Avi Melamed ~ Inside The Middle East
This short document is being written in light of a seemingly – for now – contained, short round of violence between Israel and Hezbollah on September 1, 2019. In Part 1 of this 2-part article, I will briefly explain how and why we have reached this phase. And in Part 2 I will explain what must be done to prevent the very real scenario of an Israeli – Hezbollah war.
Short Background – 40 Years Since the Iranian Revolution
Since launching the Iranian Revolution, and establishing a religious theocracy in Iran in 1979, the Mullah regime has been strategically and methodically working towards exterminating Israel. They have particularly accelerated their agenda over the last decade through establishing and expanding what Jordan’s King Abdullah II called in 2012 – “The Shi’ite Crescent” – a region stretching from Lebanon through Syria, Iraq, Iran, the Arab (Persian) Gulf, and Yemen in which Iran is attempting to increase its control.
Iran’s plan and expansionist vision are based on two key strategies:
- Cultivating and deploying non-Iranian proxies in arenas bordering Israel. For example: Hezbollah in Lebanon; Hamas and Islamic jihad in the Gaza Strip; Shi’ite militants – including Afghan, Pakistani, and Iraqi Shi’ite militias operating in Syria. These proxies are sponsored, armed, trained and guided by the Iranian Revolutionary Guard (IRG).
- Growing their arsenal of artillery, rockets, and missiles aimed at Israeli cities, which are designed to cause chaos, havoc, and destruction. In Lebanon, Hezbollah has 130,000 rockets of varying ranges, as well as an estimated arsenal of dozens of heavy and long-range missiles. In addition, Hamas and Islamic Jihad in Gaza have around 15,000 rockets. Iran is trying to duplicate that infrastructure in Syria. The entire country of Israel is in range of those missiles and rockets. Depending on the plan of action Iran choses to employ – when the time is right, Iranian agents and proxies – according to the Mullah regime’s orders – will launch a coordinated and combined war against Israel.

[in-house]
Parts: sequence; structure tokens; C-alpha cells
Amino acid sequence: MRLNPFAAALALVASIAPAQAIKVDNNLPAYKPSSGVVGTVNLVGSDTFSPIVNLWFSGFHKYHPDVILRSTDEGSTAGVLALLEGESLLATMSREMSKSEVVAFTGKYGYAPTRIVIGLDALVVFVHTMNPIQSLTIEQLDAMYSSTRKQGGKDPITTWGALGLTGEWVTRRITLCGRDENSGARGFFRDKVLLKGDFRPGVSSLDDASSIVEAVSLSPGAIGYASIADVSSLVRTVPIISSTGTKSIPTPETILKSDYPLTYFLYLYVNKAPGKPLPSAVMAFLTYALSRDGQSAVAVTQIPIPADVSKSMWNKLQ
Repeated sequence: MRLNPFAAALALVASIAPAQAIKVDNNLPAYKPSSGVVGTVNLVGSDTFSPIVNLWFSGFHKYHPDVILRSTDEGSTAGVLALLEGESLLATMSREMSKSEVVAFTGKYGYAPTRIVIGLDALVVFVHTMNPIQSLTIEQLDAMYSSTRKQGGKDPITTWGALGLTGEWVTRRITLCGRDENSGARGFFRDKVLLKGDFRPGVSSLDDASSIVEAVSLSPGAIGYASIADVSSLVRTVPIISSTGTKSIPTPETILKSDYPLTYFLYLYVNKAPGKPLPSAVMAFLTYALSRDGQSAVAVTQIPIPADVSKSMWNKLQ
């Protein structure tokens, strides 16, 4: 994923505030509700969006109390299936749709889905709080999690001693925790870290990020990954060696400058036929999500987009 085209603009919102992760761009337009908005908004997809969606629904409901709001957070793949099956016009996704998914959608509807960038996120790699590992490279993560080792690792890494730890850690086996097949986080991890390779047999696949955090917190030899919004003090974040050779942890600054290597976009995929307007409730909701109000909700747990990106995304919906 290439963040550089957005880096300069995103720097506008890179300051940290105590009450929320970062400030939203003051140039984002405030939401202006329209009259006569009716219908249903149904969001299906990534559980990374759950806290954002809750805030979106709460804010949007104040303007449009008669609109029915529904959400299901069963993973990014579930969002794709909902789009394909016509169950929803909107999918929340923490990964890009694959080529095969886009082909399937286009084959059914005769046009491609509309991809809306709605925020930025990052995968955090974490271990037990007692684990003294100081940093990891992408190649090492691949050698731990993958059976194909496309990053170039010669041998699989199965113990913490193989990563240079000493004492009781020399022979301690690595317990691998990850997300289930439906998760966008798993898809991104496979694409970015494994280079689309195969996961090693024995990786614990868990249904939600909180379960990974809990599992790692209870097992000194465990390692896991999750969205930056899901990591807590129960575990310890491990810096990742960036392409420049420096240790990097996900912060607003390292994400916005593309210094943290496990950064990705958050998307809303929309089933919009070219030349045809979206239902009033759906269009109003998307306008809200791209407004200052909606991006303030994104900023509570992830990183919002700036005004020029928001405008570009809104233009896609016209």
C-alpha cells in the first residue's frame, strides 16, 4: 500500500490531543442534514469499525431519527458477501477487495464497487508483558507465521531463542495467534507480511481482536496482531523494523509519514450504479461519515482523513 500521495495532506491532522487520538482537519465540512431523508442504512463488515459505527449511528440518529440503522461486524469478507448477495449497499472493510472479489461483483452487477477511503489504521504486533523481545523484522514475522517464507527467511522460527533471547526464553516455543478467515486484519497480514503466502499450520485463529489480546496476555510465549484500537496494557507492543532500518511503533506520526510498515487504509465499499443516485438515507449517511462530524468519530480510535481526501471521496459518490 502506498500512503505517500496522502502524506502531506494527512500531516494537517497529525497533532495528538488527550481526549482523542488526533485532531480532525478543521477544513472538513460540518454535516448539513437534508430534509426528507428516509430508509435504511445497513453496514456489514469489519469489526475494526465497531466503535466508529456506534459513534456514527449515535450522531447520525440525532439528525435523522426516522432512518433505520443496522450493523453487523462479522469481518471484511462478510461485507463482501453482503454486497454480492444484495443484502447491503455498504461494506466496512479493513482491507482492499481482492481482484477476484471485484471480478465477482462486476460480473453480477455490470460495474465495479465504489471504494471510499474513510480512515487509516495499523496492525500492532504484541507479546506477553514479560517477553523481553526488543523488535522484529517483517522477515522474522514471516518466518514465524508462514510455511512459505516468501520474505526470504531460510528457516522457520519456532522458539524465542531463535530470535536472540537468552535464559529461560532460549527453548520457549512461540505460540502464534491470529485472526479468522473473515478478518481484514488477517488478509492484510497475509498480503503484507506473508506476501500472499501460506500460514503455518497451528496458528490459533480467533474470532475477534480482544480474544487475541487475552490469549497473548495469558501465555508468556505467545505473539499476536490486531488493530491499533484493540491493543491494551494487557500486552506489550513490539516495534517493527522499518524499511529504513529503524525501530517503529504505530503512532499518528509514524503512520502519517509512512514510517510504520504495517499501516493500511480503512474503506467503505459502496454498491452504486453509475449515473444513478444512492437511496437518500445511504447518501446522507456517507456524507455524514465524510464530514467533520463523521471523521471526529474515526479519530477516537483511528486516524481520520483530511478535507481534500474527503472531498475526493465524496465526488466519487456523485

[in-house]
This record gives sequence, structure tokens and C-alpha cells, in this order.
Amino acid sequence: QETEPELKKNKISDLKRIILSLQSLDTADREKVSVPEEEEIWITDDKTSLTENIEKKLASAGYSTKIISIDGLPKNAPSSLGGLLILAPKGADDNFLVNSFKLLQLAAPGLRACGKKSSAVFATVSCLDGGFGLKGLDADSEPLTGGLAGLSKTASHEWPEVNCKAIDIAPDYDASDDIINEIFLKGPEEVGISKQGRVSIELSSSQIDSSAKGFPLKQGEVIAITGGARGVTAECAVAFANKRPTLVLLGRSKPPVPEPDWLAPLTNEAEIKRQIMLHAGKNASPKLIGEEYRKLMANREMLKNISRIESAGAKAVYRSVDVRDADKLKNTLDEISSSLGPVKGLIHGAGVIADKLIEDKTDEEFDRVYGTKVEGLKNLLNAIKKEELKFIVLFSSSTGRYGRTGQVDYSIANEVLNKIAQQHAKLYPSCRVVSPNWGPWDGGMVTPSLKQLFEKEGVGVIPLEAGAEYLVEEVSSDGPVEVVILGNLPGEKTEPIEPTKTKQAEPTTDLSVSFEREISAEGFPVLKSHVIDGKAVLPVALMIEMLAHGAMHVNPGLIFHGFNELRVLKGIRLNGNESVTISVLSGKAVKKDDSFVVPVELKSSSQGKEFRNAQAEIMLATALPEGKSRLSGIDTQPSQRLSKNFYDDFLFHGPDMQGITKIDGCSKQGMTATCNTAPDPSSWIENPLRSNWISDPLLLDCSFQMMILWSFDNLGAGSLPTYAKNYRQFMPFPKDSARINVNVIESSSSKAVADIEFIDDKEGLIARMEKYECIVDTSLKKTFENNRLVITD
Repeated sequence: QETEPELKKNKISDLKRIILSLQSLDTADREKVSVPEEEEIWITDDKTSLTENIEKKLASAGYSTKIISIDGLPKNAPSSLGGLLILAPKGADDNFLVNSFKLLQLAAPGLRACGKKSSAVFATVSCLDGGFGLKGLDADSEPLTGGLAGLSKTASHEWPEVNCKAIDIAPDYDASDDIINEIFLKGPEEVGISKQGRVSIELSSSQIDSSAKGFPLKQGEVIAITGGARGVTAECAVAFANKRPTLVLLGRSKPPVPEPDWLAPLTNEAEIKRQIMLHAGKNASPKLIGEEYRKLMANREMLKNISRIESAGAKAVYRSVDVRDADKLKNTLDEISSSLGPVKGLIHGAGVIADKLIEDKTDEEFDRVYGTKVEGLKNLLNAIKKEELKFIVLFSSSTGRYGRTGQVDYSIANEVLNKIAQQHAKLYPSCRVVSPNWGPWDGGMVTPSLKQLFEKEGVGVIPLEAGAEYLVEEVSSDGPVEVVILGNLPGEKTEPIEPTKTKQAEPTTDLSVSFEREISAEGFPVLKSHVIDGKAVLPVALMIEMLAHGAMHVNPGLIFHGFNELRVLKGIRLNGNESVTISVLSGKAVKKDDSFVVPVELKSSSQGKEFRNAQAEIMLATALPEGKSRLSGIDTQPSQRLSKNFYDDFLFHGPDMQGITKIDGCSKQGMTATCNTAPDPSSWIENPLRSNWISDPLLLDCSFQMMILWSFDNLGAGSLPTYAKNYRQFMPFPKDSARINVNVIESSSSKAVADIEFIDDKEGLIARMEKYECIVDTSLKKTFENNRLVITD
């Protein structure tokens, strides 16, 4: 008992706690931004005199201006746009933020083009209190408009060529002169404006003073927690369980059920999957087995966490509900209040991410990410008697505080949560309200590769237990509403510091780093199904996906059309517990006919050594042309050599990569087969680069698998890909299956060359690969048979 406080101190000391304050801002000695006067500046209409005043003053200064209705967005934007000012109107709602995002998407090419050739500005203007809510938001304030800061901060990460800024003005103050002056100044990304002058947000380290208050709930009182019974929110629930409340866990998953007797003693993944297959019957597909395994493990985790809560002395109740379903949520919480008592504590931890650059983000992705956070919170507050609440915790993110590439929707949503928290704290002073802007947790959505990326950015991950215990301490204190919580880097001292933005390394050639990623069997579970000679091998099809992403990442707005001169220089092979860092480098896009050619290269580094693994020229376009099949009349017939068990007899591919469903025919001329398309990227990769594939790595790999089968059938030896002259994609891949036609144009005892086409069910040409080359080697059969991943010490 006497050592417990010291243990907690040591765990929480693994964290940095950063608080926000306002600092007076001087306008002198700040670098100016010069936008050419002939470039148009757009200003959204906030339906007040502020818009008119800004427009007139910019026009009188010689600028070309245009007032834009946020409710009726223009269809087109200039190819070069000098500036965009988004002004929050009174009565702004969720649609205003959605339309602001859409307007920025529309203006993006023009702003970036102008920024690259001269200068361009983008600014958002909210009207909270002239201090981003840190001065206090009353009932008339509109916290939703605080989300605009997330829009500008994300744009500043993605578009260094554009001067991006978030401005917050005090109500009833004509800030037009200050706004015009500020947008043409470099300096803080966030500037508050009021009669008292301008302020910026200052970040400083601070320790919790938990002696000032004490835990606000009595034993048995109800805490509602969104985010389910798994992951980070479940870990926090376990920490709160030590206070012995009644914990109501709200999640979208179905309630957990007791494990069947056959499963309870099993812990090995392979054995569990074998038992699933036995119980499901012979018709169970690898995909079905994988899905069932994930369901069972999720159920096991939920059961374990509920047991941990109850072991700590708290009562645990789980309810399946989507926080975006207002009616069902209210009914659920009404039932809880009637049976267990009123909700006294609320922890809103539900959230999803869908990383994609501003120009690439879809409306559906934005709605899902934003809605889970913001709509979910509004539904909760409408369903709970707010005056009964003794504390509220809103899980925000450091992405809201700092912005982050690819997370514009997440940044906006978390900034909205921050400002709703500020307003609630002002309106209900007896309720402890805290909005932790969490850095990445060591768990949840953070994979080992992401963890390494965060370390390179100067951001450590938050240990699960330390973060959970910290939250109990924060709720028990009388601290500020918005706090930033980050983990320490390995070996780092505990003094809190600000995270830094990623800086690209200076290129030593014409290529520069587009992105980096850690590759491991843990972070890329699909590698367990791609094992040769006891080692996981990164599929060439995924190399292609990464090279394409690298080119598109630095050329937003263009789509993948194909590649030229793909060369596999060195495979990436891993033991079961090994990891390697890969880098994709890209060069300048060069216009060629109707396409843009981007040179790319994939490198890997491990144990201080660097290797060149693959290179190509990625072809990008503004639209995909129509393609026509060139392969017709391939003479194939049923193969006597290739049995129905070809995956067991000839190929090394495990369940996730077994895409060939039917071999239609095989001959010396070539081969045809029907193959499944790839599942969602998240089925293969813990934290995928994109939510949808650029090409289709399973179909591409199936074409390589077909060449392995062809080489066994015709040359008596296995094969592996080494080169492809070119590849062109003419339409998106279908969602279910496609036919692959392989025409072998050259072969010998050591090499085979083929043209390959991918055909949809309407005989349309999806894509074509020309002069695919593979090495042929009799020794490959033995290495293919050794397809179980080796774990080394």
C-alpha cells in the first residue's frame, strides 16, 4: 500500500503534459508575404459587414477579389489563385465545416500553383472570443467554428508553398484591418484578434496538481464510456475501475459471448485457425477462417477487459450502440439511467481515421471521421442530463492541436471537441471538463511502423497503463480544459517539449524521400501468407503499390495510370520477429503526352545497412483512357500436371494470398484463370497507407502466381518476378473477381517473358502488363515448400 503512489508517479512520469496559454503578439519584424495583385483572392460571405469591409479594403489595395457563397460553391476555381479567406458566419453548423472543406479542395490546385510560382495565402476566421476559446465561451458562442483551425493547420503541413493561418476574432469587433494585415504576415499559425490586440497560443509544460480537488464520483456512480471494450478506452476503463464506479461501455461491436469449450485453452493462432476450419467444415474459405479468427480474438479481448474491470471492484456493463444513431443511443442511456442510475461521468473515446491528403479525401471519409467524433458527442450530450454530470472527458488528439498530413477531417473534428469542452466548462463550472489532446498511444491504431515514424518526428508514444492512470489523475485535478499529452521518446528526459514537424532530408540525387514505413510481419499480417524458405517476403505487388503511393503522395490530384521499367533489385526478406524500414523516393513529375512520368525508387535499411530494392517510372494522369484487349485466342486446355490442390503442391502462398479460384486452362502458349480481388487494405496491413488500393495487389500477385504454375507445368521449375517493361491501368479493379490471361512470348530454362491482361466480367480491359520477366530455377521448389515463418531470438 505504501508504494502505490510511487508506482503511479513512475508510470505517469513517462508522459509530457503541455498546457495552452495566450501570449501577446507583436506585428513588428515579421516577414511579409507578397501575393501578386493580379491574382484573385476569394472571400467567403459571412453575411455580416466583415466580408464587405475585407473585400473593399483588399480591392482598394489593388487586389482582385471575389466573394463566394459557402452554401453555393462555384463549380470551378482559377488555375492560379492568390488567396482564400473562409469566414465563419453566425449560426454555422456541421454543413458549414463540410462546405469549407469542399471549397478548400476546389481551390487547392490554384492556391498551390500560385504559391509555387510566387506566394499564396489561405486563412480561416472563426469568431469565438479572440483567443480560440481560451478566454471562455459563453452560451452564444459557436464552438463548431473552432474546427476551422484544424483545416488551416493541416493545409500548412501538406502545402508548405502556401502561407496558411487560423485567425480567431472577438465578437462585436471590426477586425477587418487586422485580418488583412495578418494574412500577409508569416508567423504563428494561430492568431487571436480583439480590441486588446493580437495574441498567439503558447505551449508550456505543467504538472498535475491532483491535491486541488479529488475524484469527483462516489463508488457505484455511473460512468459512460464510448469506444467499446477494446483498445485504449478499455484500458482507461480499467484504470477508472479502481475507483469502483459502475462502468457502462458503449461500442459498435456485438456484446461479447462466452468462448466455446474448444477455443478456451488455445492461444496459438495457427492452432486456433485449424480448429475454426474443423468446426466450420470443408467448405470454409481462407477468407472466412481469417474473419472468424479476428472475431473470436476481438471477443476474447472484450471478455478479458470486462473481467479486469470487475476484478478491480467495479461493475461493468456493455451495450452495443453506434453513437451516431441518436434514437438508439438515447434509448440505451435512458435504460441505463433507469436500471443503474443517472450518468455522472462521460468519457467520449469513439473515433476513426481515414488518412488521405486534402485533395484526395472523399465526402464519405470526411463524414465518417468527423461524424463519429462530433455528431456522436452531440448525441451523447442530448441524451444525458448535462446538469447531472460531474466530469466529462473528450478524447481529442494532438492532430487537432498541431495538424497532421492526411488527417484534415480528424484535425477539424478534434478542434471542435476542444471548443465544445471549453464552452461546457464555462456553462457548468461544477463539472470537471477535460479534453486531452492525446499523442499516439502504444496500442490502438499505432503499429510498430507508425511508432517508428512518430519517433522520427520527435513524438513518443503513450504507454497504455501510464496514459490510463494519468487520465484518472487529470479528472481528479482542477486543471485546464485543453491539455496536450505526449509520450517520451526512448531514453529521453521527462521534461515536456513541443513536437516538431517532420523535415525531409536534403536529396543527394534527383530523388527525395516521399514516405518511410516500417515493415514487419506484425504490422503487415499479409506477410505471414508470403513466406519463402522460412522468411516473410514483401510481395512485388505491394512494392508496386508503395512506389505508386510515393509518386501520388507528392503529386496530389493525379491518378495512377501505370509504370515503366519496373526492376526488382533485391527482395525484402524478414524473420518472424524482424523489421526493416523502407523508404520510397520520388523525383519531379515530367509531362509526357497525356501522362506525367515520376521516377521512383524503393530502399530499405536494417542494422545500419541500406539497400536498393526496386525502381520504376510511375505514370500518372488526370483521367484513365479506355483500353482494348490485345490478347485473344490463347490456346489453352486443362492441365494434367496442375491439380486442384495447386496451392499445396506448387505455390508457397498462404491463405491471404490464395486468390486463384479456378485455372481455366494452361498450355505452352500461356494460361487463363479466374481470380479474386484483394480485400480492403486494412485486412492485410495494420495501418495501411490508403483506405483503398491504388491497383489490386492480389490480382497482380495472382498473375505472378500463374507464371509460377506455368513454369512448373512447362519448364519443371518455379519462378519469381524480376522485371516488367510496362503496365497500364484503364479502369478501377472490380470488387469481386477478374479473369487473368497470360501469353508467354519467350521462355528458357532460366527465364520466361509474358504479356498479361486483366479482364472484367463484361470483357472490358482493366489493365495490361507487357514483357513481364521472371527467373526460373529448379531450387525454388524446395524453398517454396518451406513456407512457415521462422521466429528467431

Over the last year, Iran has made significant strides towards achieving its goal through:
Establishing and operating (though for now – in a limited capacity) a land corridor from Iran through Iraq through Syria to Lebanon through which Iran streams arms, ammunition, and militants.
Setting up bases in western Iraq from where it can launch missiles at Israel.
Developing and expanding their ballistic missile program (which was not addressed in the JCPOA).
Advancing a program in Lebanon, carried out by Hezbollah under Iran’s guidance, direction, and support, the goal of which is to increase the accuracy of Iranian missiles and rockets Hezbollah possesses in Lebanon.
Israel Addresses the Iranian threat
In light of the growing Iranian threat, Israel has been relentlessly pursuing an ongoing, expanding intelligence and operational effort in order to thwart and disrupt Iran’s plans. This is why in recent years Israel has attacked weapons shipments intended for Hezbollah’s missile depots, as well as Iranian Revolutionary Guards (IRG) headquarters and bases in Syria.
Over the past few weeks, there have been explosions at pro-Iranian Iraqi militia bases in Iraq. These blasts were attributed to Israeli attacks reportedly aimed at Iranian missile warehouses in Iraq. Israel has not claimed responsibility for the blasts.